Unusual Approaches for Type

TT: From there you continued in your own practice with typefaces like Forma DJR, Gimlet, Fit, and Bungee. Such as flavorful range of work! What drew you to make such a wide range of work after your time at Font Bureau?

Forma DJR’s optical sizes, from Banner to Micro.

DJR: Thank you! I guess I’m just searching for unusual approaches to making and using type, and also started thinking about fonts that would reach audiences outside of Font Bureau’s editorially-focused library. It’s easy for type design to get boring and repetitive, so for my self-initiated projects I try to keep it interesting for myself.

TT: Unusual approaches is a good way to describe it. Especially when I see process photos like so:

David working on Bungee

I also know you have a soft spot for horizontal stressed typefaces. Is that also under your interest of unusual approaches in making type?

Inspired by the boisterous wood types of the nineteenth century, Manicotti pushes the reversed-stress French Clarendon style to its decorative extreme.

DJR: Haha…totally! In the Latin alphabet, the early typefaces that used horizontal stress did so with the express purpose of introducing surprise and wonder by taking long-held conventions and flipping them on their head. And it’s hard not to love that.

TT: Speaking of taking long-held conventions and flipping them on their head, I am reminded of your recent Font of the Month Club. It appears to be a very different approach to selling fonts. Can you share with us more about the project?

I tried to make Font of the Month Club a fun and affordable way for a designer to grow their font library.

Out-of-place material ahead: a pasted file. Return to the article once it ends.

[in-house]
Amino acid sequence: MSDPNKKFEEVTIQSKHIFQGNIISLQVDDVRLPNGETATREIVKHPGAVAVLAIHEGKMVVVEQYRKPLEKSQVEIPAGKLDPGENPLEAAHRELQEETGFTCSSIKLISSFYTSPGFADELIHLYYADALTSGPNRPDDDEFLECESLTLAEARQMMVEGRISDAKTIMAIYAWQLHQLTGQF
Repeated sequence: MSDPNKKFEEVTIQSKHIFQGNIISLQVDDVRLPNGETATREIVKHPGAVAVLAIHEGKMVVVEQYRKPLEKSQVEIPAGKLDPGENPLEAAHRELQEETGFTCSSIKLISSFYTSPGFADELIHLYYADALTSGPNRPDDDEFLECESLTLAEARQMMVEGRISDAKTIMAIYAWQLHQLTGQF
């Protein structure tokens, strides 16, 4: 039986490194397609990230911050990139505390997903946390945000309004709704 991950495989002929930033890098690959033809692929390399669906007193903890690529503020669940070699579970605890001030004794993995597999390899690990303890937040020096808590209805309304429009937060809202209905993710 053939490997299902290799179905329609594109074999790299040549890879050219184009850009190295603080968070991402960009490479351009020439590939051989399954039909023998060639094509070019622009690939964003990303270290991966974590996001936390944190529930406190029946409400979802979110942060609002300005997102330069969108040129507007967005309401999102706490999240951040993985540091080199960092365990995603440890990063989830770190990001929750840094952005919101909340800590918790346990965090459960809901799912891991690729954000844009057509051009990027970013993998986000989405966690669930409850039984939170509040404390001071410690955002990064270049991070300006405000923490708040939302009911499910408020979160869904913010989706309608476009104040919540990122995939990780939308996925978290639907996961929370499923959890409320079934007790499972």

How Licensing Affects Usage

Input can be used as your MacOS System Font. Learn how

DJR: One of the other things I learned at Font Bureau is that the way a font is licensed can have a huge effect on how a font is used (perhaps even more than its design). I am still grateful to them for allowing me to create a custom license and pricing structure for my typeface Input that was designed specifically to fit the needs of computer programmers.

In a similar vein, I was thinking about the best way to distribute small display faces and side projects that I like to work on, and to find a way that would push me to work on more fun and interesting typefaces without having to commit to years of development or a full retail release.

Input addressing the basic needs of programmers with easily-distinguishable characters, large punctuation, and generous letterspacing — all crucial elements for parsing dense onscreen code at small sizes.

On the other side, I want to encourage font users to take risks on new and unusual designs rather than playing it safe. And I figured that designers might appreciate a monthly addition to their font library more than they would appreciate any single display typeface on its own. I tried to make Font of the Month Club a fun and affordable way for a designer to grow their font library.